As is visible on the 12-day siege that has crippled the Valley. Why must the entire population be under siege if only Burhan Wani is a problem?

Does the analysis about Burhan Wani’s body extend to the entire population in Kashmir? And what is the nature of this sovereignty claim, if the entire population of say the Valley of 6.5 million people are outside its fold?

The investigation of India’s sovereignty claims over Kashmir leads one to think in a more effective way about the relation between politics and morality. In the milieu of the bare life that a Kashmiri is reduced to being within the Indian structure, Kashmir’s mourning cements its moral position in challenging India.

This has been the reality of Kashmiris in their alternative, repressed world, where the body of Sheikh Abdullah (the former-prime-minister-turned-chief-minister of the state) becomes a "sell-out" from being the Lion of Kashmir.

The bodies of Maqbool Bhat, Ashfaq Majeed Wani, and Afzal Guru represent the symbolic grieve-able witnesses of India’s war on the Kashmiri. Both Afzal and Maqbool were denied to Kashmiris to ensure Kashmiris do not mount on a memory of resilience against the Indian state's sovereignty.

It is important to understand that India’s sovereign oppression on Kashmir is historical, and so is the grieving in the Valley. Ashfaq Majid Wani was the 23-year-old commander of Jammu Kashmir Liberation Front (JKLF). His death invoked even more public grieving on March 30, 1990. Even then Kashmir's political reality was mocking India’s self-congratulatory analysis on the Valley.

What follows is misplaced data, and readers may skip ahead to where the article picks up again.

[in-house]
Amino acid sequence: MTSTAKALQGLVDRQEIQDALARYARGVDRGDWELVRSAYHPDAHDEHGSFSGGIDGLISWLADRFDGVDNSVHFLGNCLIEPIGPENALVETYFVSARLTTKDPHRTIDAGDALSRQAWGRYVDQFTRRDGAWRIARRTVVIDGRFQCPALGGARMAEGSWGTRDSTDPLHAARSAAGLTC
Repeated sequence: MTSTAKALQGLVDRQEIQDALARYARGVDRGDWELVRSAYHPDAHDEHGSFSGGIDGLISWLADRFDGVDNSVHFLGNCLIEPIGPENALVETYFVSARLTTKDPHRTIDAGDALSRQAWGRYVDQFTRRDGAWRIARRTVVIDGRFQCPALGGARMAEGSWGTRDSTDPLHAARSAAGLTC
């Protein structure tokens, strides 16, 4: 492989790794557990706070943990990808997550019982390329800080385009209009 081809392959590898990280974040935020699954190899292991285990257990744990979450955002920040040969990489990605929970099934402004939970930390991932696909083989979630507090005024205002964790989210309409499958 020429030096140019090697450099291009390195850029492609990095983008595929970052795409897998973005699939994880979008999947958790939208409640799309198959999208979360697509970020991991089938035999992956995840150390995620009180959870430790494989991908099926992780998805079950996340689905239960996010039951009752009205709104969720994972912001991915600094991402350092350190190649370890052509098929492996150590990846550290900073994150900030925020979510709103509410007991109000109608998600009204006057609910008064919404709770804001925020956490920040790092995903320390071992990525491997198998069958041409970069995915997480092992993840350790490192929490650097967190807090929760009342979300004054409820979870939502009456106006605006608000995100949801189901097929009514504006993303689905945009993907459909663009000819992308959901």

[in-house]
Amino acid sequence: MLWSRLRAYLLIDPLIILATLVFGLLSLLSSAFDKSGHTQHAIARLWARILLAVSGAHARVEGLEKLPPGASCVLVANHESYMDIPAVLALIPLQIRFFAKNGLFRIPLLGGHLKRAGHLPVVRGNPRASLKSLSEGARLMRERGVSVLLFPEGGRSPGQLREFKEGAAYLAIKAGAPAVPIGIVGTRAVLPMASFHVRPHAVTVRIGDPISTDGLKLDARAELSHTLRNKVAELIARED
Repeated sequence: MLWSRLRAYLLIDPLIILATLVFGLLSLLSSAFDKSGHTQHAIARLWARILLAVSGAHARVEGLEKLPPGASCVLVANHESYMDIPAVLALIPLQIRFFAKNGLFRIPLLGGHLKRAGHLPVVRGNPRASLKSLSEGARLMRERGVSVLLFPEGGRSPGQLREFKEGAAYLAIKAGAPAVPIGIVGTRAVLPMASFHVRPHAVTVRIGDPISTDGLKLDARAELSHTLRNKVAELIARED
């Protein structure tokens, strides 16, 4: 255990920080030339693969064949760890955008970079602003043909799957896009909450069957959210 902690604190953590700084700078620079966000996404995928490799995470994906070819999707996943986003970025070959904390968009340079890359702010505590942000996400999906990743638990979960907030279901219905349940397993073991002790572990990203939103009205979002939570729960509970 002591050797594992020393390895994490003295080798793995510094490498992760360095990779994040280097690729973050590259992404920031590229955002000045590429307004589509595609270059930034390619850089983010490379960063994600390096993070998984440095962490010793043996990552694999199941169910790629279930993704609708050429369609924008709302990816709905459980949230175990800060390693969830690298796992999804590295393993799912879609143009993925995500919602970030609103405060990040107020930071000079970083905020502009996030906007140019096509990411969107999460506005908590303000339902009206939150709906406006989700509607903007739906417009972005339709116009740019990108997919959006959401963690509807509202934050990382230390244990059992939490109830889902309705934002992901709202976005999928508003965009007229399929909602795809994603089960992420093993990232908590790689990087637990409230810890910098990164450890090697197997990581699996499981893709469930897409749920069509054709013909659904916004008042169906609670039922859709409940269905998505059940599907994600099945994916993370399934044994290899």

In its historical response to Kashmiris, India's wish to not return a rebel's body has actually been fulfilled in the past and failed. Maqbool Bhat, a Kashmiri revolutionary known both in India and Pakistan as a double agent, was hanged and buried in Tihar Jail in 1989 so as to disallow Kashmiris a chance to grieve.

The Kashmiris who wanted to grieve Maqbool then were not even a handful, as is the case with revolutionaries; but by 1989, Maqbool was a revered political figure in every household. With the armed revolutionary Ashfaq Majid Wani coming to the fore, Maqbool was immortalised as a witness and Ashfaq as a martyr.

In recent public memory, Afzal Guru’s hanging, a widely debated event, although remembered as an isolated incident in India, was seen as a continuation of the repressed history of Kashmiris. Thus, the grieving that follows Burhan’s death is not merely about Burhan, but about hundreds of such Burhans who were killed while they rejected their state-induced bare life. 

By killing some more, India is only strengthening Kashmiri bodies to reject its sovereignty and become struggling witnesses to the war that is being played out against them.

Writer

Inshah Malik Inshah Malik @inshahmalik

The author has a Ph.D. in Political theory and Gender Studies. She worked on Agency of Muslim Women in Kashmir’s resistance movements after 1947. She is the former fox International Fellow at Yale University.